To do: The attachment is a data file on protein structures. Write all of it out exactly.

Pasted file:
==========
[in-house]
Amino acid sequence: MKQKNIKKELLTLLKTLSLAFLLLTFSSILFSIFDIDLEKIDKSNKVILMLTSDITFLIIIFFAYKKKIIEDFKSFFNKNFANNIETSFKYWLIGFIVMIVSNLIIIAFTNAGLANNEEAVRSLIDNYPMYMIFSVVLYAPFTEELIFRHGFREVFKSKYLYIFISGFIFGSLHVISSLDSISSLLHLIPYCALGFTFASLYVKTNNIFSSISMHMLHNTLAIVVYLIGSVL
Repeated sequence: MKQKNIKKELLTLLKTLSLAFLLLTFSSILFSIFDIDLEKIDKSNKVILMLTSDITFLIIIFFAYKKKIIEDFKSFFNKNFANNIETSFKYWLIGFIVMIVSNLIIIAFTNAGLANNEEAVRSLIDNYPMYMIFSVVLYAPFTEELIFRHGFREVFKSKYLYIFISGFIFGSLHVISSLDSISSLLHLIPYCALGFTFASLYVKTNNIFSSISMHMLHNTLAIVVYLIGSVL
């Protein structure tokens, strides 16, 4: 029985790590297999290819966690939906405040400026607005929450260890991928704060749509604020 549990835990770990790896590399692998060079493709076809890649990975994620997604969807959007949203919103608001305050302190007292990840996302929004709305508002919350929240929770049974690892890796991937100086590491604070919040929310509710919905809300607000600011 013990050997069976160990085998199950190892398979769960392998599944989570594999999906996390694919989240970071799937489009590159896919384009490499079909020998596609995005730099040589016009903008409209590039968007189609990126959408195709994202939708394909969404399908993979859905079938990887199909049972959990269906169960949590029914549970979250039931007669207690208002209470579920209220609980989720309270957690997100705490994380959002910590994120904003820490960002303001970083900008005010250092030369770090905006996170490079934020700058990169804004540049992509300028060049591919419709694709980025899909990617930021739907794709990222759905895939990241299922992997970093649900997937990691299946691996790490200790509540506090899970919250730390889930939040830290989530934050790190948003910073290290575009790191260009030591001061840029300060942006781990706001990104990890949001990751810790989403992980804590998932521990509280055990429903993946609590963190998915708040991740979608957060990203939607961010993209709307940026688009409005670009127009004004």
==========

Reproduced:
[in-house]
Amino acid sequence: MKQKNIKKELLTLLKTLSLAFLLLTFSSILFSIFDIDLEKIDKSNKVILMLTSDITFLIIIFFAYKKKIIEDFKSFFNKNFANNIETSFKYWLIGFIVMIVSNLIIIAFTNAGLANNEEAVRSLIDNYPMYMIFSVVLYAPFTEELIFRHGFREVFKSKYLYIFISGFIFGSLHVISSLDSISSLLHLIPYCALGFTFASLYVKTNNIFSSISMHMLHNTLAIVVYLIGSVL
Repeated sequence: MKQKNIKKELLTLLKTLSLAFLLLTFSSILFSIFDIDLEKIDKSNKVILMLTSDITFLIIIFFAYKKKIIEDFKSFFNKNFANNIETSFKYWLIGFIVMIVSNLIIIAFTNAGLANNEEAVRSLIDNYPMYMIFSVVLYAPFTEELIFRHGFREVFKSKYLYIFISGFIFGSLHVISSLDSISSLLHLIPYCALGFTFASLYVKTNNIFSSISMHMLHNTLAIVVYLIGSVL
């Protein structure tokens, strides 16, 4: 029985790590297999290819966690939906405040400026607005929450260890991928704060749509604020 549990835990770990790896590399692998060079493709076809890649990975994620997604969807959007949203919103608001305050302190007292990840996302929004709305508002919350929240929770049974690892890796991937100086590491604070919040929310509710919905809300607000600011 013990050997069976160990085998199950190892398979769960392998599944989570594999999906996390694919989240970071799937489009590159896919384009490499079909020998596609995005730099040589016009903008409209590039968007189609990126959408195709994202939708394909969404399908993979859905079938990887199909049972959990269906169960949590029914549970979250039931007669207690208002209470579920209220609980989720309270957690997100705490994380959002910590994120904003820490960002303001970083900008005010250092030369770090905006996170490079934020700058990169804004540049992509300028060049591919419709694709980025899909990617930021739907794709990222759905895939990241299922992997970093649900997937990691299946691996790490200790509540506090899970919250730390889930939040830290989530934050790190948003910073290290575009790191260009030591001061840029300060942006781990706001990104990890949001990751810790989403992980804590998932521990509280055990429903993946609590963190998915708040991740979608957060990203939607961010993209709307940026688009409005670009127009004004």